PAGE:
This semester, three master students at CIGENE have completed their thesis with excellent results. We congratulate Dominiki Manousi, Hanna Magdalena Sahlström and Jostein Arntsen with their great accomplishments and wish you all the best in your future work.
Assessing the effects of genotype imputation in the new Atlantic salmon (Salmo salar) genome assembly
Supervisors: Simen Rød Sandve and Tim Martin Knutsen.
Genotype imputation is an in silico inference method that increases the genotyping density of large populations. We believe that the success of this method in Atlantic salmon is hindered by assembly errors in the specie’s reference genome, resulting from high sequence similarity and past sequencing technologies. Using long-read sequencing, an improved genome assembly for salmon has recently been released. We tested the power of the new reference genome in terms of genotype imputation accuracy and compared results against the previous assembly version. We report large genomic rearrangements and increase in chromosome length in the new genome assembly, followed by drastic improvement on imputation accuracy for regions of sequence similarity. Testing the applicability of currently available genotyping panels, we show good overall imputation performance but also heterogeneity in genotyping coverage, locally decreasing imputation accuracy performance
Click here to read Domniki’s thesis
Hanna Magdalena Sahlström
Transposable Elements as a Source of Novel Gene Regulation in Atlantic Salmon (Salmo salar)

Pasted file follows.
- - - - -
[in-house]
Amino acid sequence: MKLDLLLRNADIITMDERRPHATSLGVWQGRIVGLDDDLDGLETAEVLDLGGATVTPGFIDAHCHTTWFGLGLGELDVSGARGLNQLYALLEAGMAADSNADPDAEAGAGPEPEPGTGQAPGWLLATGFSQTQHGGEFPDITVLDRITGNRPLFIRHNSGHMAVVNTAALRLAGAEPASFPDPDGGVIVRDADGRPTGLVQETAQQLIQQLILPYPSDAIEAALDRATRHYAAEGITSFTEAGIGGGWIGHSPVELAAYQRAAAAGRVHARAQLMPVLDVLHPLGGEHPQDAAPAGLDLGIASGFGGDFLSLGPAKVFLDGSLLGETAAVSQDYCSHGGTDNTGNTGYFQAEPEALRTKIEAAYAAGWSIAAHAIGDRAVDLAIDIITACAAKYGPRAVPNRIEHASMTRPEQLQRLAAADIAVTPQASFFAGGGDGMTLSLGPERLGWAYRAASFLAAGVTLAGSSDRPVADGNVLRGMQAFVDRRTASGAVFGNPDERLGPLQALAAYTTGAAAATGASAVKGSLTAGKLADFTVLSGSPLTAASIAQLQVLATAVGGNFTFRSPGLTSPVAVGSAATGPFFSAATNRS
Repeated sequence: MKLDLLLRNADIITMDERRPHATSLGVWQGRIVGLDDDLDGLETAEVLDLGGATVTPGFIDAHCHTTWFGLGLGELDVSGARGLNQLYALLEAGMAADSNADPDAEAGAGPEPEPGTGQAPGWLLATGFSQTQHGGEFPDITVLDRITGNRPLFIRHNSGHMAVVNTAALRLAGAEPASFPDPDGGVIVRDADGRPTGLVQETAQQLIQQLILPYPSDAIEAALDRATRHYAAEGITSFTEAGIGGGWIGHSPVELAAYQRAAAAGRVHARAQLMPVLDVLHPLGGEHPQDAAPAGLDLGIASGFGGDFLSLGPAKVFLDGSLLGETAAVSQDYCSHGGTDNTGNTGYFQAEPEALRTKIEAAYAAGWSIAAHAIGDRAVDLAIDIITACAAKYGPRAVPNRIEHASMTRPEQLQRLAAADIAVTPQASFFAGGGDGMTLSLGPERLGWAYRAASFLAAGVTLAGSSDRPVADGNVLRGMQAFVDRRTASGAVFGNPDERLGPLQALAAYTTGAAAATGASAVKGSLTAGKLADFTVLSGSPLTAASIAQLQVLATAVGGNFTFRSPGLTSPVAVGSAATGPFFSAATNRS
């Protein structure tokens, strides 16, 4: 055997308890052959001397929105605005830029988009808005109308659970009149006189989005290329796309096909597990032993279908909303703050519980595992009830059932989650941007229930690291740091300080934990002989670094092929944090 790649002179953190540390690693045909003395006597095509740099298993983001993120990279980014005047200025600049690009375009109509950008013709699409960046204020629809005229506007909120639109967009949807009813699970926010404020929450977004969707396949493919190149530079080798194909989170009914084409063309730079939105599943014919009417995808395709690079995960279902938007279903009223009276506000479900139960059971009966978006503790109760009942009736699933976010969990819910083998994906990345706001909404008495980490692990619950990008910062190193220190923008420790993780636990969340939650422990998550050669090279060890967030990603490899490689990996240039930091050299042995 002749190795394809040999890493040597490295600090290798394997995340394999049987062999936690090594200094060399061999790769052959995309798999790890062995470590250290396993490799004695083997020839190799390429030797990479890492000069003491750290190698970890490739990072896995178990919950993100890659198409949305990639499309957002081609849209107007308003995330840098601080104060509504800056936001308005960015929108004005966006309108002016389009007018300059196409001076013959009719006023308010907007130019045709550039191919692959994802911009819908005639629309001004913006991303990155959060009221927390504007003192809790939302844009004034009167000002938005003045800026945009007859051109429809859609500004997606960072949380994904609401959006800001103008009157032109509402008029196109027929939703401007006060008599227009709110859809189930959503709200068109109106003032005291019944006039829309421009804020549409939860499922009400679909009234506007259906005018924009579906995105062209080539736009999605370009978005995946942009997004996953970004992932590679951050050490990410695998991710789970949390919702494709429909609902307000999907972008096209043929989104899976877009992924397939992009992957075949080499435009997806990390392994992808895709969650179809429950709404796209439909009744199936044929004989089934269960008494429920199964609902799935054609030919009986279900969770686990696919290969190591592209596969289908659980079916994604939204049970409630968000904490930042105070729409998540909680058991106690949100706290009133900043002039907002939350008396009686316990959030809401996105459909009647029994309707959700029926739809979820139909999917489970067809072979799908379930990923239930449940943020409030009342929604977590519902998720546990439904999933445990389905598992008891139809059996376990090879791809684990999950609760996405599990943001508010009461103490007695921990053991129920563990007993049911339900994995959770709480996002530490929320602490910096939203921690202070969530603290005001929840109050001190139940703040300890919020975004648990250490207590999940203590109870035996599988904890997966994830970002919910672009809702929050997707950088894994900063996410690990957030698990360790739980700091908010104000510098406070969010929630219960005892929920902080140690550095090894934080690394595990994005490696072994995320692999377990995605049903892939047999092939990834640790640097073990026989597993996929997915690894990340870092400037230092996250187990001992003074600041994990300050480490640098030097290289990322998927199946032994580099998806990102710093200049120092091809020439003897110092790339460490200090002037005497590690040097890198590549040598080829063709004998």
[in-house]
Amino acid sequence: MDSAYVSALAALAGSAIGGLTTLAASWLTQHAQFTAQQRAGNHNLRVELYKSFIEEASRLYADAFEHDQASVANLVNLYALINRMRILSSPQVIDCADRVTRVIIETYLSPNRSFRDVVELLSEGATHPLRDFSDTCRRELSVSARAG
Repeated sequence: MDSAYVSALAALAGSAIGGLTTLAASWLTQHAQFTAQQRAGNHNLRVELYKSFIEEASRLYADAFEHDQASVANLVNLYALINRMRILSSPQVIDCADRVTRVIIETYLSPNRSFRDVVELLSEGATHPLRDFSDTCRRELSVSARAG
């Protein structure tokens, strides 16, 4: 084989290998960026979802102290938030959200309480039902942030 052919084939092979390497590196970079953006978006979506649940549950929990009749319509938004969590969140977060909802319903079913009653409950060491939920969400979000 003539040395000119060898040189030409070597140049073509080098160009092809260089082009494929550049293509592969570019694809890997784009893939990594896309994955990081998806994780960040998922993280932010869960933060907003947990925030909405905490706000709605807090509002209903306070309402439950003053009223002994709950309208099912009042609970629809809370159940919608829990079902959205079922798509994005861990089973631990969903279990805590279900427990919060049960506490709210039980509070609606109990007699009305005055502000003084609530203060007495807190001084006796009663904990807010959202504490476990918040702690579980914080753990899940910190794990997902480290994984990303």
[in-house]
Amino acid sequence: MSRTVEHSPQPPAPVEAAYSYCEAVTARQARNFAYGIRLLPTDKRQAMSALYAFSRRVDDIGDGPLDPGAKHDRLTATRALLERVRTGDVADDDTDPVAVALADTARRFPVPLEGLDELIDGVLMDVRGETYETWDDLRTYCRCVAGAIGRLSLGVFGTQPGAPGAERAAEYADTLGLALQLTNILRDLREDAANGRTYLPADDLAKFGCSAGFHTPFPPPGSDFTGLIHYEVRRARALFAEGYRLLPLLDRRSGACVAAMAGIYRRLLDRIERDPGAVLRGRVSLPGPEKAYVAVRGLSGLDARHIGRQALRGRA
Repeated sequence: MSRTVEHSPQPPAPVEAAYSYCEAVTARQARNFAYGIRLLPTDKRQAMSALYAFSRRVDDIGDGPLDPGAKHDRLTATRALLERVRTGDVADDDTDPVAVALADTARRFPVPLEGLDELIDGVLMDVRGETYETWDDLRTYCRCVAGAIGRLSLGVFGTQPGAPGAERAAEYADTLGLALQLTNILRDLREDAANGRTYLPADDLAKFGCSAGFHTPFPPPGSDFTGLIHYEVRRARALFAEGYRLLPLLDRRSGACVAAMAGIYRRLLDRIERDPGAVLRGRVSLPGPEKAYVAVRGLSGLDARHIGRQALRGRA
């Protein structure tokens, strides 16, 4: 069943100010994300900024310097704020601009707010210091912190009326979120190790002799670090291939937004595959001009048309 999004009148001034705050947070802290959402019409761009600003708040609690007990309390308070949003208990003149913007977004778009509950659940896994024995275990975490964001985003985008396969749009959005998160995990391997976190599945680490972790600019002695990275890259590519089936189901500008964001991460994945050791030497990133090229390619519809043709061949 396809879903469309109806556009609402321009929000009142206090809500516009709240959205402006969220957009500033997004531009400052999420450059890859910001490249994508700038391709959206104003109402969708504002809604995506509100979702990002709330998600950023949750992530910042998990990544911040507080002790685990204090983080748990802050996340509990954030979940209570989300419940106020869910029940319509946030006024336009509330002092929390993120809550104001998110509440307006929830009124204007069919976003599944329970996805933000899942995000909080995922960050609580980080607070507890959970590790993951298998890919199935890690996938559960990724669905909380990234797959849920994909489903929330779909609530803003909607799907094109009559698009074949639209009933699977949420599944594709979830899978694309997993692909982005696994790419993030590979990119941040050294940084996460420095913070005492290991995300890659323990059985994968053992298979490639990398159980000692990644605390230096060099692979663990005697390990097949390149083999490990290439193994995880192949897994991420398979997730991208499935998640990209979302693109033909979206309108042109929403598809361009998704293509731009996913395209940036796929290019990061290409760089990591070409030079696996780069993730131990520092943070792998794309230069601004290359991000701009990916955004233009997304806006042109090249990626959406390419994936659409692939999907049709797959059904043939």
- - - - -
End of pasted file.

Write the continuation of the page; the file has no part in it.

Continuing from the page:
Supervisors: Simen Rød Sandve and Alex Kojo Datsomor
Transposable elements (TEs) are mobile genetic elements that can “jump” from one place in the genome to another. Specific TEs have been linked to genes with increased expression in liver cells in Atlantic salmon. We functionally tested these TEs and determined if they impact gene expression. Our results clearly show that the TEs do not lead to increased gene expression, and may even act as repressive elements.
Click here to read Hanna’s thesis
Cloning and characterization of Cas9 in IPEC-J2 cells for CRISPR screens against porcine E. coli pathogen
Supervisors: Victor Boyartchuk and Thomas Nelson Harvey
Whole genome CRISPR screens have recently emerged as powerful tools for discovery of key genes that determine susceptibility to infectious diseases. Such screens can be greatly facilitated by creating cell lines that stably produce defined levels of Cas9 nuclease. During the course of the project we used IPEC J2 cell line, derived from the pig intestine, to create a series of clones that produce different levels of Cas9. We have subsequently tested theses lines for their ability to support targeted gene editing. We identified two lines in which had nearly 100% efficient deletion mutagenesis of MUC4, a host gene that mediates adhesion of pathogenic bacteria to intestinal cells.